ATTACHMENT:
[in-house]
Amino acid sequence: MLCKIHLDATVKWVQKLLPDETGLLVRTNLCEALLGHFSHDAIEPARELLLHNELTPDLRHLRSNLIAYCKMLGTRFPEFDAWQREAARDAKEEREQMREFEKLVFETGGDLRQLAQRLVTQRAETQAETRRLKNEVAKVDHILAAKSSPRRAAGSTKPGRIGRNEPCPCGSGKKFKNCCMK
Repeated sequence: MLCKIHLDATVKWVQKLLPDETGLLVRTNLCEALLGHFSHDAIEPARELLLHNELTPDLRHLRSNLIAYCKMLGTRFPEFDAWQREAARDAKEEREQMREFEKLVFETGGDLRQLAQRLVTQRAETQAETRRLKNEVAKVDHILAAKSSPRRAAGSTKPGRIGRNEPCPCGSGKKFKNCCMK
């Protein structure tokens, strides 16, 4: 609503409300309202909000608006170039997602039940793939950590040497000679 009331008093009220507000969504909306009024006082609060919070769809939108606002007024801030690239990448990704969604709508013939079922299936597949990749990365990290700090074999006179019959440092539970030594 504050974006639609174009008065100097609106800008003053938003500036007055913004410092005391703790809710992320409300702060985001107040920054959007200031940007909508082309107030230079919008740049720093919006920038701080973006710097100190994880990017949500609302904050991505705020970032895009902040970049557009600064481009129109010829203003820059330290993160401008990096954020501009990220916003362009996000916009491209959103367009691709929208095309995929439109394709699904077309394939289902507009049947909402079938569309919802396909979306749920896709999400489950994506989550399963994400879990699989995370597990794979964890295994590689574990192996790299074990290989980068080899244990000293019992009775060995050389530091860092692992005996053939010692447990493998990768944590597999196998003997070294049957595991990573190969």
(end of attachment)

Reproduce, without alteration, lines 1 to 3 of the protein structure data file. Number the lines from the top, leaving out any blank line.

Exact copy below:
[in-house]
Amino acid sequence: MLCKIHLDATVKWVQKLLPDETGLLVRTNLCEALLGHFSHDAIEPARELLLHNELTPDLRHLRSNLIAYCKMLGTRFPEFDAWQREAARDAKEEREQMREFEKLVFETGGDLRQLAQRLVTQRAETQAETRRLKNEVAKVDHILAAKSSPRRAAGSTKPGRIGRNEPCPCGSGKKFKNCCMK
Repeated sequence: MLCKIHLDATVKWVQKLLPDETGLLVRTNLCEALLGHFSHDAIEPARELLLHNELTPDLRHLRSNLIAYCKMLGTRFPEFDAWQREAARDAKEEREQMREFEKLVFETGGDLRQLAQRLVTQRAETQAETRRLKNEVAKVDHILAAKSSPRRAAGSTKPGRIGRNEPCPCGSGKKFKNCCMK